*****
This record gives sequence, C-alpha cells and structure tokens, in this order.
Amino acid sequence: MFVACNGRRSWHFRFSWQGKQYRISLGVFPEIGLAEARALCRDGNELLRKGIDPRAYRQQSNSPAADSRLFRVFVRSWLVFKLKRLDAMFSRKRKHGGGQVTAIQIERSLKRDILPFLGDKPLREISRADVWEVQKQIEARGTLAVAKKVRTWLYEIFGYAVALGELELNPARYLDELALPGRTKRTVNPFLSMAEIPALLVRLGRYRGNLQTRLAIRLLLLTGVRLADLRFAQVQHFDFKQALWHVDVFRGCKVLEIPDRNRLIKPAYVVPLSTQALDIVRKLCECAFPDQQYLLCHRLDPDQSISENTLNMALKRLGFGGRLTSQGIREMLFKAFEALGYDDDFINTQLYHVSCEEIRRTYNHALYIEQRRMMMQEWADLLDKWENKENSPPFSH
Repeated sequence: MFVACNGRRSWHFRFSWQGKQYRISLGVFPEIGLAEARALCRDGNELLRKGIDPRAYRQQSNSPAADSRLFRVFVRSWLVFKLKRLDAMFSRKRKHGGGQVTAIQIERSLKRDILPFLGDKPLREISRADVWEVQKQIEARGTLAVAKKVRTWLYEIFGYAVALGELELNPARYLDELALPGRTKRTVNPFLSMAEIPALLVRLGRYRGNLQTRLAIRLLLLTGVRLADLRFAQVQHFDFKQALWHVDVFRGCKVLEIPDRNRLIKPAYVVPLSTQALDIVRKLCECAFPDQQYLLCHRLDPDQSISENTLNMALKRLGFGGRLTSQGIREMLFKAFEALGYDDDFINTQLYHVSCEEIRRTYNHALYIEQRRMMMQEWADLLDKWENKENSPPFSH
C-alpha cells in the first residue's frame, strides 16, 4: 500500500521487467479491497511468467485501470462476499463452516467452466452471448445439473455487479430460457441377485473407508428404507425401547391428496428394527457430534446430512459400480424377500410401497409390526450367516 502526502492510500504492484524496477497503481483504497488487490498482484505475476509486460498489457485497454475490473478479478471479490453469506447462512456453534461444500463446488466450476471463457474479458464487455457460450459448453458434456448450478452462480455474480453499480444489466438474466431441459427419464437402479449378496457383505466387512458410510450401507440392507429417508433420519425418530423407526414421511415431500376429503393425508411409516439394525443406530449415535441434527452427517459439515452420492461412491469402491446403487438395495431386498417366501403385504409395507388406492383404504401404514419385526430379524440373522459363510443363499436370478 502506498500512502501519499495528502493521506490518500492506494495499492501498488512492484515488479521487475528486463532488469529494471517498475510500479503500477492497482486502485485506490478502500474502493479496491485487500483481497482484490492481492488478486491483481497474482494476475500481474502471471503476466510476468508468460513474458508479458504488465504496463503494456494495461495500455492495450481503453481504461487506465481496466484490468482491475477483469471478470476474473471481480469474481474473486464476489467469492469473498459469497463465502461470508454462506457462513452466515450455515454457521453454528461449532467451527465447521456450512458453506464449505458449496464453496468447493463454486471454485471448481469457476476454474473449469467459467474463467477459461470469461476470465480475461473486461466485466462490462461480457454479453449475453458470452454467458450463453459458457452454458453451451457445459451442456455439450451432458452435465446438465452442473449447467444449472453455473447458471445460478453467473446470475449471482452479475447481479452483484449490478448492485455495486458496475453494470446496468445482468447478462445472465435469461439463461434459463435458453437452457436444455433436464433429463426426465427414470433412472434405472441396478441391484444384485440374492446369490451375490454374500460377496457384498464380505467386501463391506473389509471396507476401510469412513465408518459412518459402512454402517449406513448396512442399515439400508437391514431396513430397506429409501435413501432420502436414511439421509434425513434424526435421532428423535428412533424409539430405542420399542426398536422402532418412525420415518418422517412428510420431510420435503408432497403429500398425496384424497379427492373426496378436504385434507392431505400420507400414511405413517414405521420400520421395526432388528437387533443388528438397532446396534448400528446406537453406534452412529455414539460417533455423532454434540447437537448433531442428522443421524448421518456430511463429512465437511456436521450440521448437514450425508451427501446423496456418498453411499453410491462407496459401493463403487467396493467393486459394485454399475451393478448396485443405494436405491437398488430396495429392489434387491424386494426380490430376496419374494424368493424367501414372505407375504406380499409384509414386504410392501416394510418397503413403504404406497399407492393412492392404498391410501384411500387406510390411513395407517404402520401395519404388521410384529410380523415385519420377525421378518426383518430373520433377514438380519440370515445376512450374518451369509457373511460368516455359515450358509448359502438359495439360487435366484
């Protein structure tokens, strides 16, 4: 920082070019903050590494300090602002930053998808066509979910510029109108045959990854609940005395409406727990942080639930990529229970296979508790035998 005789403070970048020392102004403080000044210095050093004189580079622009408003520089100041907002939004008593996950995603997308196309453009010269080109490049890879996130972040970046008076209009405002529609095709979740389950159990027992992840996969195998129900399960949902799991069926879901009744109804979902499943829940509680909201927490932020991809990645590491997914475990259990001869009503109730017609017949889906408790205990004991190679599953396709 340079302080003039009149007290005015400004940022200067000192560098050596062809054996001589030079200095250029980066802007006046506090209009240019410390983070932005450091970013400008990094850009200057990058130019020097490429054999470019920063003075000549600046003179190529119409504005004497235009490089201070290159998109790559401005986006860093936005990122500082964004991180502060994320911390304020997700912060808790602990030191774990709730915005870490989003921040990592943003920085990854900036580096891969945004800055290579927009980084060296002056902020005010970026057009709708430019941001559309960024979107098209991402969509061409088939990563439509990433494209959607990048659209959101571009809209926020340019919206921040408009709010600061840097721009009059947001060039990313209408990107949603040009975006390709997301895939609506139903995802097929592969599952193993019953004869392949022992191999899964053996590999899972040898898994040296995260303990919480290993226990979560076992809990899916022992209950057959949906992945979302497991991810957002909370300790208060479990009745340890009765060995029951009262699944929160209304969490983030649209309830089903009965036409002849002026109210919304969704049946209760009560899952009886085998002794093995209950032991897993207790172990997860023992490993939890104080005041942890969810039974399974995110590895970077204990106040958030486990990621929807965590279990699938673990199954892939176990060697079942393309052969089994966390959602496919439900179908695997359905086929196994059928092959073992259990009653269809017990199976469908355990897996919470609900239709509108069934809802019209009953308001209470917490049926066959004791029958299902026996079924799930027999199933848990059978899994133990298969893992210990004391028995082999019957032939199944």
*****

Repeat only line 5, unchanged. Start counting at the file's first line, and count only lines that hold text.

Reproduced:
């Protein structure tokens, strides 16, 4: 920082070019903050590494300090602002930053998808066509979910510029109108045959990854609940005395409406727990942080639930990529229970296979508790035998 005789403070970048020392102004403080000044210095050093004189580079622009408003520089100041907002939004008593996950995603997308196309453009010269080109490049890879996130972040970046008076209009405002529609095709979740389950159990027992992840996969195998129900399960949902799991069926879901009744109804979902499943829940509680909201927490932020991809990645590491997914475990259990001869009503109730017609017949889906408790205990004991190679599953396709 340079302080003039009149007290005015400004940022200067000192560098050596062809054996001589030079200095250029980066802007006046506090209009240019410390983070932005450091970013400008990094850009200057990058130019020097490429054999470019920063003075000549600046003179190529119409504005004497235009490089201070290159998109790559401005986006860093936005990122500082964004991180502060994320911390304020997700912060808790602990030191774990709730915005870490989003921040990592943003920085990854900036580096891969945004800055290579927009980084060296002056902020005010970026057009709708430019941001559309960024979107098209991402969509061409088939990563439509990433494209959607990048659209959101571009809209926020340019919206921040408009709010600061840097721009009059947001060039990313209408990107949603040009975006390709997301895939609506139903995802097929592969599952193993019953004869392949022992191999899964053996590999899972040898898994040296995260303990919480290993226990979560076992809990899916022992209950057959949906992945979302497991991810957002909370300790208060479990009745340890009765060995029951009262699944929160209304969490983030649209309830089903009965036409002849002026109210919304969704049946209760009560899952009886085998002794093995209950032991897993207790172990997860023992490993939890104080005041942890969810039974399974995110590895970077204990106040958030486990990621929807965590279990699938673990199954892939176990060697079942393309052969089994966390959602496919439900179908695997359905086929196994059928092959073992259990009653269809017990199976469908355990897996919470609900239709509108069934809802019209009953308001209470917490049926066959004791029958299902026996079924799930027999199933848990059978899994133990298969893992210990004391028995082999019957032939199944």